When I first started teaching in 1980, the height of information technology was a device called a Banda Machine. This involved making a master copy of a written resource on a carbonated sheet of paper. This master was then attached to a drum roller which dragged it through a bath of industrial strength alcohol and deposited the carbonated writing onto a now damp sheet of A4 paper. The whole infernal process is explained here…
I wouldn’t like to think how many hours were spent at the beginning and end of the school day, hastily taking my turn on the Banda machine.
Later I was able to reproduce (without author permission) grainy black and white images from books.
I could scarcely have imagined that a generation later, teachers could have at their fingertips the ability to conjure up from the internet just about any image they could ever need to present to their classes.
However, the ability to project images says nothing of the quality of the learning that takes place in the classroom. The test of learning effectiveness depends on how these images can be re-purposed to present stimulating and challenging learning experiences.
There are a number of ways in which images can be re-purposed and customised to support learning. The simplest being to use the snipping tool on your computer to edit and crop the image so that it is fit for purpose.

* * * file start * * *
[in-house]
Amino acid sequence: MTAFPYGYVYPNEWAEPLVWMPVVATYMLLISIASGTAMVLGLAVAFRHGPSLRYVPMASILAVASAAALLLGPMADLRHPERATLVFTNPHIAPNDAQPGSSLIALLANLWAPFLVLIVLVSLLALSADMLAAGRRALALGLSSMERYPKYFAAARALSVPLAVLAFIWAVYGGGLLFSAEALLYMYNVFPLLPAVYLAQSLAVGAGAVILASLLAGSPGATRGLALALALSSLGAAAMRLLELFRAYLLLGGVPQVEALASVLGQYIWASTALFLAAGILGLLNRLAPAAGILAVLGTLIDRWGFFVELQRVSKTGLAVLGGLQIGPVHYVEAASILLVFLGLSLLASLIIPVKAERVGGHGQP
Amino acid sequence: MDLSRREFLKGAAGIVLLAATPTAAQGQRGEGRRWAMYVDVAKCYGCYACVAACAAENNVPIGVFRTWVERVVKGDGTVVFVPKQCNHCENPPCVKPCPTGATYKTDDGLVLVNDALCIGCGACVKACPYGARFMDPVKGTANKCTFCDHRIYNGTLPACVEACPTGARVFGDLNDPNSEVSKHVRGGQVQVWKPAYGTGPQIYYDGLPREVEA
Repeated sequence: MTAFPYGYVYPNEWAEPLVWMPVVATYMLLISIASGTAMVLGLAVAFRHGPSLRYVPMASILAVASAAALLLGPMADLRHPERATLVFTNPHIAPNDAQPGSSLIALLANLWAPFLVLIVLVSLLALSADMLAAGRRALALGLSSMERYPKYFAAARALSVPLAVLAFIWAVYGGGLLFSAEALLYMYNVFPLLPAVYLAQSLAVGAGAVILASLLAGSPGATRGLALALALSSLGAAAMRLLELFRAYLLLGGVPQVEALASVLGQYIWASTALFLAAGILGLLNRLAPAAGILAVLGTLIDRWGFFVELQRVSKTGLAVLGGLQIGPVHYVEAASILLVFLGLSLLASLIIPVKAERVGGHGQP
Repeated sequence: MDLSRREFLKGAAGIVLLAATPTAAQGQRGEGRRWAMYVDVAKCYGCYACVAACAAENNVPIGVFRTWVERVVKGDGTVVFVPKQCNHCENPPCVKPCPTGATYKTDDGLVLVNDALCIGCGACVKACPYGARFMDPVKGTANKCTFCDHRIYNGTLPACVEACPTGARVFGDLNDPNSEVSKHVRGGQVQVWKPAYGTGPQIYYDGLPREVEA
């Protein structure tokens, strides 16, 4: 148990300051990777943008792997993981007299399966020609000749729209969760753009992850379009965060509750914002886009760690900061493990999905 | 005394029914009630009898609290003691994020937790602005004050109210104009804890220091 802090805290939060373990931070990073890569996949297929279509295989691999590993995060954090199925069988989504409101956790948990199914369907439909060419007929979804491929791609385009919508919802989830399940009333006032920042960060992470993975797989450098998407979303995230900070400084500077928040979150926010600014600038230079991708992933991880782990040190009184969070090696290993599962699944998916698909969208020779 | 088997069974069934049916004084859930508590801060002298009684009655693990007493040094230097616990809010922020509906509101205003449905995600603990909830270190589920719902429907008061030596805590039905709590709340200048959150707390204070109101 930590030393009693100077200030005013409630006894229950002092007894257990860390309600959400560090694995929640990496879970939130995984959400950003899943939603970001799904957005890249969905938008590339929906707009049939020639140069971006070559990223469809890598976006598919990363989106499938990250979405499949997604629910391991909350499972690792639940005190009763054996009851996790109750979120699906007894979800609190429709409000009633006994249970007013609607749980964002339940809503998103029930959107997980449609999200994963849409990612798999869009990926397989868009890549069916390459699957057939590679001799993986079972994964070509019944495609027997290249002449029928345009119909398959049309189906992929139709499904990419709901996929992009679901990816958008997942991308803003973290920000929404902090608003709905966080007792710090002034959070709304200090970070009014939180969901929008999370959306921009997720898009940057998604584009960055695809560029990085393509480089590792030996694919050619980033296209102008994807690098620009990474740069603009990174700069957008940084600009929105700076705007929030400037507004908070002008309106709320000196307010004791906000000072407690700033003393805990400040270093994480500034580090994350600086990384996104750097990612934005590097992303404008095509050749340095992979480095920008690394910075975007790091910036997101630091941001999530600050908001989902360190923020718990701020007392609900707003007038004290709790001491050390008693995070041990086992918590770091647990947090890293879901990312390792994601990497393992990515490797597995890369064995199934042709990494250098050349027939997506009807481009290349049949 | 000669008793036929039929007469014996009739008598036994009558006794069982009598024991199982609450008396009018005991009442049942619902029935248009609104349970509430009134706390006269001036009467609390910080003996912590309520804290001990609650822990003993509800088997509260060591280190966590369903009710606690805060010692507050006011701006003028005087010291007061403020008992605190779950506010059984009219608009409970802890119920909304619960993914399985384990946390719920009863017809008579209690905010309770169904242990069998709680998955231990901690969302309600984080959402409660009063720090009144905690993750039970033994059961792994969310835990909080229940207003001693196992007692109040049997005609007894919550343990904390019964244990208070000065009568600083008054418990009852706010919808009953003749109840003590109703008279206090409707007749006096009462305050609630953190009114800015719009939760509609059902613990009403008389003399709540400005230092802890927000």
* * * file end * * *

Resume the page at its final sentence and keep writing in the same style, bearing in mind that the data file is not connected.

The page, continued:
PowerPoint and other presentation software allows for the image to be associated with text, sound and video.
However, a distinction has to be made between using images simply to establish a narrative and challenging students to interrogate, explore and interpret image sources presented to them.
A quick note on copyright… It was increasingly clear that copyright, as established over centuries in the use of written sources, was stretched to breaking point by the freely available images on the internet. By way of catching up with digital technologies, the category of Creative Commons Licences were developed. These allowed for the re-purposing of original images for use in an educational context, where there was no financial or commercial gain from the re-purposed resource.
You can read more about Creative Commons here:
This link shows some interesting tools for re-purposing and annotating images:
The Best Teacher Tools for Taking Screenshots and Annotating Pictures